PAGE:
By Marian M. Jones, published on March 1, 1998 - last reviewed on June 9, 2016
Freud, Jung, and their Followers
Not all gurus wear robes. "If someone were to do today what some of the early psychoanalysts did, you would say that person was a megalomaniac," says psychiatrist Peter Kramer, M.D., of Listening to Prozac fame -- and a bit of a reluctant guru himself. If psychology has often been called a secular religion, do two of its most memorable pioneers qualify as saints or as sinners?
"In Freud's presence, people felt there was this penetrating power," claims Frederick Crews, professor emeritus of English at University of California at Berkeley and author of The Memory Wars, a book compiled from one of the most controversial sets of essays the New York Review of Books ever published. In those essays, Crews took pleasure in brilliantly dismantling the "cult of Freud" and its stepchild, the recovered-memory movement. Though Freud presented himself as a scientist, Crews argues that he operated more like a guru, convincing people of the superb rightness of his ideas through the sheer force of his personality rather than through their objective validity.
Who's Afraid of Sigmund Wolf?
Crews thinks there was a dark side to Freud's charisma. "People were afraid of Freud, and would do anything to avoid his disapproval. They became abject in his presence, and this abjectness was itself indoctrinating. If you give up your intellectual independence in somebody's presence, that person becomes all-consuming. The message Freud gave his followers was that he personified psychoanalysis. He was psychoanalysis."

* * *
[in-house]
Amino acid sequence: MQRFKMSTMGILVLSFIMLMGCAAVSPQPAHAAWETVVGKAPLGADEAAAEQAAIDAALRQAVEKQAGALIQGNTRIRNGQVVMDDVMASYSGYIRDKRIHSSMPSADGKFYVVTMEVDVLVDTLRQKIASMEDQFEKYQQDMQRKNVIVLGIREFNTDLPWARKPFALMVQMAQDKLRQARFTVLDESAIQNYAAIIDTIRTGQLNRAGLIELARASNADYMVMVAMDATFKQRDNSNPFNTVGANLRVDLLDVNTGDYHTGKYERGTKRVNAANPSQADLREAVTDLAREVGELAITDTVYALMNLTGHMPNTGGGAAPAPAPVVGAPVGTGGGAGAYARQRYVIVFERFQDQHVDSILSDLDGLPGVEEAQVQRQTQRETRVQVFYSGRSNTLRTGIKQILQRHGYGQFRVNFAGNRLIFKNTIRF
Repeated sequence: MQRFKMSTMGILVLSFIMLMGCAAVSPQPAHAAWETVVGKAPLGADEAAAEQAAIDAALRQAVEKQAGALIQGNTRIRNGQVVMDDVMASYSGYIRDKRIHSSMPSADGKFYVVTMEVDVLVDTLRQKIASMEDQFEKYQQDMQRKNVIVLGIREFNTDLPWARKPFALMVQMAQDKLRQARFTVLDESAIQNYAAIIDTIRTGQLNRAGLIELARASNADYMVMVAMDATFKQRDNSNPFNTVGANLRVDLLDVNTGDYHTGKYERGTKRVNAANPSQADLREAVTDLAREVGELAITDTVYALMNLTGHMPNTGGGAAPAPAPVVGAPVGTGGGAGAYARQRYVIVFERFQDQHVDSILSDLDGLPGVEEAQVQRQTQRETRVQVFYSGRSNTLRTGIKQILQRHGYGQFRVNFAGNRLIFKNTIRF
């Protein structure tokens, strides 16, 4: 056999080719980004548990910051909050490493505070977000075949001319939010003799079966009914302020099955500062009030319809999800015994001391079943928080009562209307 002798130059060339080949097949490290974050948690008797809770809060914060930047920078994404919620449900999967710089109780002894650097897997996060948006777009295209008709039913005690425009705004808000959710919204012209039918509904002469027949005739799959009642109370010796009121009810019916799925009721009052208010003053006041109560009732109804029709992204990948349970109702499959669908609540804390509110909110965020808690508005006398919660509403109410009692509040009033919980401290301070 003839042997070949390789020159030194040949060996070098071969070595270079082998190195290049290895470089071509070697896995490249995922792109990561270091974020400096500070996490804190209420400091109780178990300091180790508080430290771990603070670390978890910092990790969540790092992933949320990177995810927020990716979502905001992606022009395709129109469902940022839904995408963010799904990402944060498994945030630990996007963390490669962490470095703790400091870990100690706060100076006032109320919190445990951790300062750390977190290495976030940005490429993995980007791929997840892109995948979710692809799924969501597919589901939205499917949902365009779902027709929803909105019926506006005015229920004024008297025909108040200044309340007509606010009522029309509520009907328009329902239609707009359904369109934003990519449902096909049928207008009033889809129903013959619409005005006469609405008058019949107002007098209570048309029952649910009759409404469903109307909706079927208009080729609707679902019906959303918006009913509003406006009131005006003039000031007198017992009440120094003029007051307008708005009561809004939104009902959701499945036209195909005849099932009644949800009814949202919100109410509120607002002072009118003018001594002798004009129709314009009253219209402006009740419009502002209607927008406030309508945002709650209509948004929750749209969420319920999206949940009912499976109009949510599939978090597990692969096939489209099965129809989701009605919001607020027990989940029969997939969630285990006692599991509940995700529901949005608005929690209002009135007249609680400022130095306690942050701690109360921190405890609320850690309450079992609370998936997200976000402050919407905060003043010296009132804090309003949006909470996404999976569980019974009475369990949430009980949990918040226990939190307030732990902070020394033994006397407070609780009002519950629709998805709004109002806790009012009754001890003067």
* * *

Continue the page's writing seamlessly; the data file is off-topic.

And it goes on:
Yet, says Crews, Freud understood from the very beginning that his patients were not getting cured. "As late as 1906, he writes to Jung that he has not successfully completed a single psychoanalysis." Freud's scientific contemporaries criticized him for this, but much like the gurus described by British psychiatrist Anthony Storr, Freud resisted any criticism. He called these attacks manifestations of unconscious resistance, and claimed that critics needed to be analyzed to understand psychoanalysis properly. "What Freud is saying to the world is, `If you disagree with me it's because you're not an initiate,'" Crews says. "'You have not had the experience that creates true belief.' The whole history of religion is a history of placing faith ahead of knowledge. If you can acquire the faith, you will get the knowledge. If you can be a member, you will understand why we make the assertions that we do." For Frederick Crews, Freud was a guru with a dark pedigree.
Once psychoanalysis had been evangelized by Freud, he attracted priests for his new religion. "[In 1912] Ernest ones and Salvador Ferenczi, two of Freud's most loyal disciples, came to him with the idea that they should have a secret central committee of psychoanalysis," Crews says. "They would monopolize the psychoanalytic channels, and plant negative stories about defectors. Freud was so thrilled with this idea that he went out and had rings made for the members of the committee; he then held a private ceremony in which members acquired their rings and swore loyalty." Crews sees this as a cult-like experience of having the master metaphorically lay hands on his disciples through personal psychoanalysis.